Welcome back to Weekend Writing Warriors, a weekly Sunday hop where writers share 8 sentences from a book or WIP. For a few more weeks, I’ll continue to share from the opening chapter of my recent release Little Ragdoll, a Bildungsroman (growing-up story) spanning 1959-74.

Five of the six Troy sisters are at an uptown Woolworth’s to buy back to school supplies in 1959, but their shopping is delayed when they run into a bunch of mean girls from school. One of the mean girls has just criticized their decidedly non-trendy names.

Once again, no offense to women with the popular names of that era! I just used those names as an example of extremely popular Boomer girls’ names and don’t have anything against those names or the women who bear them.


“What’s the baby’s name, Eunice?  And the name Ernestine belongs on a smelly old lady who has fifty cats!”

“I’d much rather be the only Ernestine at school than lost in a sea of Lindas, Barbaras, Susans, and Debbies,” Ernestine retorts. “I like being unique.  At least no one will ever forget my name.”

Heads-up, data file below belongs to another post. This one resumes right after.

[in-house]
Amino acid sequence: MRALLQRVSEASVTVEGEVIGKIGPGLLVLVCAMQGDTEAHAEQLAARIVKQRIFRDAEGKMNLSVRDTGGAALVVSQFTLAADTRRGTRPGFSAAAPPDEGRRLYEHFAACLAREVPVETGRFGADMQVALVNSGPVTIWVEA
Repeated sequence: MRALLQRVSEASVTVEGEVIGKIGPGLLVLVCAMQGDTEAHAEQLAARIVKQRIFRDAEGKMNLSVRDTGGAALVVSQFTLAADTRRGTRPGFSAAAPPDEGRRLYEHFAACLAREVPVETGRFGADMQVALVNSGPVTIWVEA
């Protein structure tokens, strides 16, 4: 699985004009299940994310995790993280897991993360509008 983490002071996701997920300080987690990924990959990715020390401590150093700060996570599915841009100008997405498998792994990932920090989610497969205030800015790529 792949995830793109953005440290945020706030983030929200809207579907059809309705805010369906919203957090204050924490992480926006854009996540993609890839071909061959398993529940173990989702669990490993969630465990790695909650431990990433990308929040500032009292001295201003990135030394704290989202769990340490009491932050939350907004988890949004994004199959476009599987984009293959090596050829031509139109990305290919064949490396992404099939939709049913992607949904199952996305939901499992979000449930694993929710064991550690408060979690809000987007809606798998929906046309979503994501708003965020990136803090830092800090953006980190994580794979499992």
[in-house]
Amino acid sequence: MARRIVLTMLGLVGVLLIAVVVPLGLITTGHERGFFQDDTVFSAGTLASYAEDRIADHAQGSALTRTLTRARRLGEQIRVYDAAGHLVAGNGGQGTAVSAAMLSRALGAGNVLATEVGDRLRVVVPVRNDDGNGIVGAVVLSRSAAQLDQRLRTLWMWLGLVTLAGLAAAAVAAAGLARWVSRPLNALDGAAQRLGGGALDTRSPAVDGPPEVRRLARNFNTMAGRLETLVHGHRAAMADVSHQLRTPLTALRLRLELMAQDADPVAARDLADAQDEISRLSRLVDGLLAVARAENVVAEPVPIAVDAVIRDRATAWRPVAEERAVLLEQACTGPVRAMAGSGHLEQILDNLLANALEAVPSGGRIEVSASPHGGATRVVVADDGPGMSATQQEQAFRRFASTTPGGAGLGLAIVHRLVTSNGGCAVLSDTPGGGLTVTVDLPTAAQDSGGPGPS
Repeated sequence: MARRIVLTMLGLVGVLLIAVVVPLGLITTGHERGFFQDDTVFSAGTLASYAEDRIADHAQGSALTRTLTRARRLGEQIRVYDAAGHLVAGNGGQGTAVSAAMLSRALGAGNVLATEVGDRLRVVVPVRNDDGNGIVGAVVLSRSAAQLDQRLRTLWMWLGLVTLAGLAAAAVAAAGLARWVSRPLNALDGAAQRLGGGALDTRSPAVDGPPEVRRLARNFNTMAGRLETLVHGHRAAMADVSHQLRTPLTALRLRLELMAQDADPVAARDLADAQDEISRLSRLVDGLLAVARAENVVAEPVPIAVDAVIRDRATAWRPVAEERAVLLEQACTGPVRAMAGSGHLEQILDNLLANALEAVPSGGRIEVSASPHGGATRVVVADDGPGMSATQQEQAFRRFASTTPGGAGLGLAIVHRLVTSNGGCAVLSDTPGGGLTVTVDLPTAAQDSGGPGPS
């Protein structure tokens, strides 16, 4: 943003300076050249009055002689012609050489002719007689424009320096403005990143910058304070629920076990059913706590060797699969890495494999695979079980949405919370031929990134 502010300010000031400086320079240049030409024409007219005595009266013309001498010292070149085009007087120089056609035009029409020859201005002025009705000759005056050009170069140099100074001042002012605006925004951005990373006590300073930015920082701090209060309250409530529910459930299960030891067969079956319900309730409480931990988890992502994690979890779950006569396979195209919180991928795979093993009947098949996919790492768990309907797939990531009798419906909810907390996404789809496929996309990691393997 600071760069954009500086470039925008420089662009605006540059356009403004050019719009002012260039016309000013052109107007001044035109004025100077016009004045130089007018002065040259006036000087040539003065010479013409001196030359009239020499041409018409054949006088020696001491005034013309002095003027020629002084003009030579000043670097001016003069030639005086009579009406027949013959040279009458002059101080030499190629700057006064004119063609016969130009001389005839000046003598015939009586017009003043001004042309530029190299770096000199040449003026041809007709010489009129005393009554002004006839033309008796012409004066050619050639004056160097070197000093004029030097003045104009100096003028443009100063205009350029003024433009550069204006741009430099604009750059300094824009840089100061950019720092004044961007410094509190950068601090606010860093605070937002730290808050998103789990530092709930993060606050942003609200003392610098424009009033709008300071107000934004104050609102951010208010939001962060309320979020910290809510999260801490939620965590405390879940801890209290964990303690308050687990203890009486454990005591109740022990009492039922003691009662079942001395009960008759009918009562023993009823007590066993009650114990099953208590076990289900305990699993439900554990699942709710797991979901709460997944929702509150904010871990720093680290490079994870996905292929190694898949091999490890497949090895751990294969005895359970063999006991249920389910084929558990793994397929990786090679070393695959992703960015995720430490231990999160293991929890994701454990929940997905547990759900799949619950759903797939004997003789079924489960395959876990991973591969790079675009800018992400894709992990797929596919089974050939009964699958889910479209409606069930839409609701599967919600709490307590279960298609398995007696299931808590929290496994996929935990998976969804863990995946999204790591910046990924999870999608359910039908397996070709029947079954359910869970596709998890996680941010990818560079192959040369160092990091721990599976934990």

“Our baby’s name is Justine,” Lucine says. “A very pretty French name.”

“What’s the little ragdoll’s name?” Nancy Jenkins asks.


When I created the Troys at thirteen, the only name I chose with any deliberate significance was Adicia. When starting over from scratch and memory so many years later, I realized four of the sisters have French names, and discovered the surname Troy is also French. So I made their father of 100% French Huguenot descent, and so proud of his ancestry he gave all his kids at least one French name. The ones who don’t have French forenames have French middle names, and a few have two French names.

7 thoughts on “WeWriWa—Mean Girls at Woolworth’s

  1. There is nothing sadder than mean girls making fun of other girls’ names. It’s not like the girls picked out their own names.

    I think the use of unusual French names to single your characters out is a good choice.


  2. It is good to be unique–but sometimes it’s not so good to be too different from everyone else. Especially when you have to tell everyone how to spell your name…


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